Months of preparation, hours of data entry, and a few heart-stopping moments over references, and you've finally completed your CASPA application.
Now, you wait. And wait.
Whether you hear back in a few weeks or many months later, the period between submitting your application and receiving a response from PA schools can feel like an eternity.
In the remaining seconds between refreshing your email inbox and checking online forums to see if anyone else has heard back from your target schools, your mind begins churning.
Maybe if you just called the schools to be sure CASPA didn't lose your application in an internet black hole. Or maybe you should just drive the 107 miles to check with the admissions department in person. How could they say no if they met you, right?
The truth is, there's not much you can do after you submit your application to improve your odds. However, there is a middle ground between sitting on your hands and driving yourself crazy while you wait to hear from programs.
In this post, we'll cover what you should do after submitting your CASPA application for PA school.
1. Follow your application progress
In the CASPA universe, submitting your application is not the equivalent of completing it. And a "completed" application is not, contrary to all logic, complete.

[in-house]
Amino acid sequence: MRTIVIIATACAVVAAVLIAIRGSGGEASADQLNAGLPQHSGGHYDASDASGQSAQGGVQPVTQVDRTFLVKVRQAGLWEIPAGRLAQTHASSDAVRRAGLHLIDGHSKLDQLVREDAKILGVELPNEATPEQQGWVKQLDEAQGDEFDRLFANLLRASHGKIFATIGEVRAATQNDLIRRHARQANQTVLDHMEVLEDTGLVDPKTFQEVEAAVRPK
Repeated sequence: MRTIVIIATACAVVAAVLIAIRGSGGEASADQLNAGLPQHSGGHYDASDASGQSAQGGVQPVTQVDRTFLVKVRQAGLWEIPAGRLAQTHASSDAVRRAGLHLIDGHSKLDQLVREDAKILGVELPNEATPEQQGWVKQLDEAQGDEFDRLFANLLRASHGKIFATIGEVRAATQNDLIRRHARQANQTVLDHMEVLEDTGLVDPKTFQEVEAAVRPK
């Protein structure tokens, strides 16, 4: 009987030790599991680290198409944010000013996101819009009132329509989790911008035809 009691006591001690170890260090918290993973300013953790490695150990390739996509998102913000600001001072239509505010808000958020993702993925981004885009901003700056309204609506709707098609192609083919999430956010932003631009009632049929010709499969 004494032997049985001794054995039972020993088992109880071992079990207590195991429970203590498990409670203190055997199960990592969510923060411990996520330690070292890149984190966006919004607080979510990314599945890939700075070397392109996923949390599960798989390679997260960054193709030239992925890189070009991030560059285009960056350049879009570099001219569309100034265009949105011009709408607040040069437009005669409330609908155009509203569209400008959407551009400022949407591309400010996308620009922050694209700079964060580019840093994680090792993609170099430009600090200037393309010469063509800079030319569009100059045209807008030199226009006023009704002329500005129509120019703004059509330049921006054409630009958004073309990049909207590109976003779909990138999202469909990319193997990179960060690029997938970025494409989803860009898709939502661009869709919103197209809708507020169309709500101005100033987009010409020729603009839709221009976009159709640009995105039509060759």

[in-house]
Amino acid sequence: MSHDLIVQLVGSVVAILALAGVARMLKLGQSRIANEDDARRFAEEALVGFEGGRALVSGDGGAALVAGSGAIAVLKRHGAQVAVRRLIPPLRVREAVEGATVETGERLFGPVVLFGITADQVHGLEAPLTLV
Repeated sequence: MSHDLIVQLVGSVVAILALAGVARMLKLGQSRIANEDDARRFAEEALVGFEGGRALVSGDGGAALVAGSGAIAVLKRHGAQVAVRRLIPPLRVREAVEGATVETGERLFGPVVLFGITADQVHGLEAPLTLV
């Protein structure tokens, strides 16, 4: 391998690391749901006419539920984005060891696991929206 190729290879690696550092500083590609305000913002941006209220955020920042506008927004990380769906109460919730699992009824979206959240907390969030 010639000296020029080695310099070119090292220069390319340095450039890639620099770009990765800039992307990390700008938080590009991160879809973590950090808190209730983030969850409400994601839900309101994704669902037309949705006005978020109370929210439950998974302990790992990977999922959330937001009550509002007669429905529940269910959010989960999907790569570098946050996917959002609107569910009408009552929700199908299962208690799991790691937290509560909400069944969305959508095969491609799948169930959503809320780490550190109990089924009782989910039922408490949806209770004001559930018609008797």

So, your first step after hitting the "submit" button should be to follow the progress of your application.
A CASPA application is categorized as "received" once you submit it.
It is then recategorized as "completed" within 48 hours once CASPA receives all materials (transcripts and at least two references).
Therefore, you have to keep watch to ensure your transcripts and references make it. If something should have been received but wasn't, you'll have some investigating to do to make sure your deadlines are met.
The last step is for your application to be "verified." CASPA reviews your application and compares it with your transcripts to ensure all of your coursework was entered correctly and consistently.
Verification takes 2-4 weeks, so you need to track your application all the way through until it is marked as "verified."
2. Keep an experience tally
After submitting to CASPA, most applicants continue their patient care or volunteer roles, gaining additional hours of experience between the time of applying and (hopefully) a PA school interview.
You want credit for this effort, so be sure to keep track of it. You can use it later to update schools. If you are dedicated to becoming a PA and don't get in on your first application cycle, a current accounting of your experience will come in handy for your next attempt.
Remember to track any new, relevant experiences as well; these may be useful for an interview or a future application.
3. Update programs, but only with relevant information
You can and should update PA programs when you've made progress that improves your application. But, the progress needs to be substantial. Translation: don't call PA programs to tell them about the seven hours of volunteering you gained in the past four months.